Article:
On virtually every long-haul flight I have ever been on where I have endured the torture and ignominy of cattle class, I have wondered why airlines never got around to introducing bunk beds on their planes.
The six-foot-five South African rugby players I always seem to get put beside on these flights, usually have a theory based on the ability of airlines to safely get people off a plane in an emergency, or planes needing seats to soak up the impacts of emergency landings. I have always suspected that some stupid government regulation lay behind the failure of bunk beds to appear on planes, but these South African theories have usually squashed my heretical thoughts, except for me wondering perhaps how safe anyone can be crashing into a stormy mid-Atlantic on a dark winter's night at five hundred miles an hour; I'd rather have risked it and had a bunk bed!
But no, it seems all of my South African friends were wrong. It is possible to put bunk beds in cattle class, to enable whole rugby teams of massive South Africans to fly cheaply in comfort, from one continent to another. Who would have thought it?
Although luckily in the last few years I have had clients willing to ship me about the place in the Byzantine luxury of business class, you can keep all of your fancy cheeses, chilled champagne, sleep suits, and all of the other superficial nonsense that you get in business class to keep the price up. Yes, it's a nice treat, but all I have ever wanted is the ability to lie down flat. Give me that, and I'll take cattle again, with perhaps half the cost difference between that and business class split between me and my client, which I can then buy some more gold with.
My last flight cost £4,000 pounds, with cattle costing around £800. That's a 500% price hike for the ability to get a decent bit of sleep. If I did get half the difference, with my clients better off to the same amount, that would be two ounces of gold each, banked into our respective accounts.
So let's thank the Lord that the idea of bunk beds has finally emerged from the incredibly creative minds of the airline industry. Travel will become easier, cheaper, and more comfortable, with less resources wasted on flying around all of those bottles of champagne to justify these enormous price differences in class upgrades; I would reckon with my two ounces of gold I would be able to more than make up for the lack of flight champagne with something bought on landing.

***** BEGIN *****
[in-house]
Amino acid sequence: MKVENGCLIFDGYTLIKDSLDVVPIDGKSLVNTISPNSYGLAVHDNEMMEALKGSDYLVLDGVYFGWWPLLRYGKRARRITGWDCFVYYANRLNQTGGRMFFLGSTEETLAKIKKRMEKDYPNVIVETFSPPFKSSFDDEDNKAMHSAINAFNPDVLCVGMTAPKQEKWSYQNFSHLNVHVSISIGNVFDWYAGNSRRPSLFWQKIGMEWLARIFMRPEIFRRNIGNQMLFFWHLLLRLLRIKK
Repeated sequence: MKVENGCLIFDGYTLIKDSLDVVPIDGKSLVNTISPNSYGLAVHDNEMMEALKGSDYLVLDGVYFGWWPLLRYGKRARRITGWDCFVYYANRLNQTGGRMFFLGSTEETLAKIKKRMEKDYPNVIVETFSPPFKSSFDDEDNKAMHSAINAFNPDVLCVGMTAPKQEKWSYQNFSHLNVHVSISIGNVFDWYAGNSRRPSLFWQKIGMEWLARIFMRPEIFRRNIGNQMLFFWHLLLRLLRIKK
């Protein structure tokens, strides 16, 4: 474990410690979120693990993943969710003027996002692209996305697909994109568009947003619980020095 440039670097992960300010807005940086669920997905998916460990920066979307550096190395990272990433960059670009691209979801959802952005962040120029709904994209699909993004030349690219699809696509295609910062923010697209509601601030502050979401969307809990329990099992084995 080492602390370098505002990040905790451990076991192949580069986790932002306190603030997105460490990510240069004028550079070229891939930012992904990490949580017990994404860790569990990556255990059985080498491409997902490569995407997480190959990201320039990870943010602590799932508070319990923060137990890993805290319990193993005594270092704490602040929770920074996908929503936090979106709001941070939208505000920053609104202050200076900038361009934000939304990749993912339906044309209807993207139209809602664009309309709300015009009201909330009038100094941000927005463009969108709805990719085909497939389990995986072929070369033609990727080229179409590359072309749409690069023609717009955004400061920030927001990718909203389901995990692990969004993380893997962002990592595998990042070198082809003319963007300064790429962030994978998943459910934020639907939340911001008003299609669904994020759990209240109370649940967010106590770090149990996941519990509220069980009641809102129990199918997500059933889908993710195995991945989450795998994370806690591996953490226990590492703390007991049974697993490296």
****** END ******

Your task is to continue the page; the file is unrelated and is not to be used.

And let's really hope that some government nerk, who gets business class automatically already, due to their civil service grade, doesn't ban bunk beds due to some spurious health and safety nostrums, which will really be because of some background corruption and lobbying from an interested party, or annoyance that the plebs are getting uppity.
I still think the reason that bunk beds haven't already come about must be because of some stupid intrusive government regulation. Bunk beds in steerage are such a no-brainer, and will make so much money for whoever first introduces them, probably Virgin, that there must have been something unseen holding them back. I suppose we will never know, but for all of those like me who can never sleep in cattle, or for all of those business people who are being downgraded to cattle due to the credit crunch, including probably yours truly too, let's just be pleased that the age of Cheap Sleep is coming.
UPDATE: See here for more on economy sleeping solutions. (Yes, it does look a little like the sort of travel solutions they had on slave ships, but come on folks, it's only for 12 hours, not 12 weeks.)